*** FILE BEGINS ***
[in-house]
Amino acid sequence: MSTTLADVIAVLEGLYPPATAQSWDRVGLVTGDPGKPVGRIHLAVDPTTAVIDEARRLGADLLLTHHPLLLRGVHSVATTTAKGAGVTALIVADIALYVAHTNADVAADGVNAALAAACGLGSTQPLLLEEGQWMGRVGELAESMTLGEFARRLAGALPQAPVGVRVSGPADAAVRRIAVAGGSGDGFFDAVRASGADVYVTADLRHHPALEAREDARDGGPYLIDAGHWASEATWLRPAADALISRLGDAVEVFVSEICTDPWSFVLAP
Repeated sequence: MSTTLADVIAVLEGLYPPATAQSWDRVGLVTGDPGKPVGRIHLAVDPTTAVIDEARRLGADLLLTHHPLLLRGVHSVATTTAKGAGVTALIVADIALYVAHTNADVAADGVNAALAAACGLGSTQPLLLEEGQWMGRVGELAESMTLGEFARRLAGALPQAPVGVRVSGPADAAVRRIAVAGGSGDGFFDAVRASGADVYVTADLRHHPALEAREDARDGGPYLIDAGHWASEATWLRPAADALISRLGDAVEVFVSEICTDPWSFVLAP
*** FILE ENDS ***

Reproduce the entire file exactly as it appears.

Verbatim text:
[in-house]
Amino acid sequence: MSTTLADVIAVLEGLYPPATAQSWDRVGLVTGDPGKPVGRIHLAVDPTTAVIDEARRLGADLLLTHHPLLLRGVHSVATTTAKGAGVTALIVADIALYVAHTNADVAADGVNAALAAACGLGSTQPLLLEEGQWMGRVGELAESMTLGEFARRLAGALPQAPVGVRVSGPADAAVRRIAVAGGSGDGFFDAVRASGADVYVTADLRHHPALEAREDARDGGPYLIDAGHWASEATWLRPAADALISRLGDAVEVFVSEICTDPWSFVLAP
Repeated sequence: MSTTLADVIAVLEGLYPPATAQSWDRVGLVTGDPGKPVGRIHLAVDPTTAVIDEARRLGADLLLTHHPLLLRGVHSVATTTAKGAGVTALIVADIALYVAHTNADVAADGVNAALAAACGLGSTQPLLLEEGQWMGRVGELAESMTLGEFARRLAGALPQAPVGVRVSGPADAAVRRIAVAGGSGDGFFDAVRASGADVYVTADLRHHPALEAREDARDGGPYLIDAGHWASEATWLRPAADALISRLGDAVEVFVSEICTDPWSFVLAP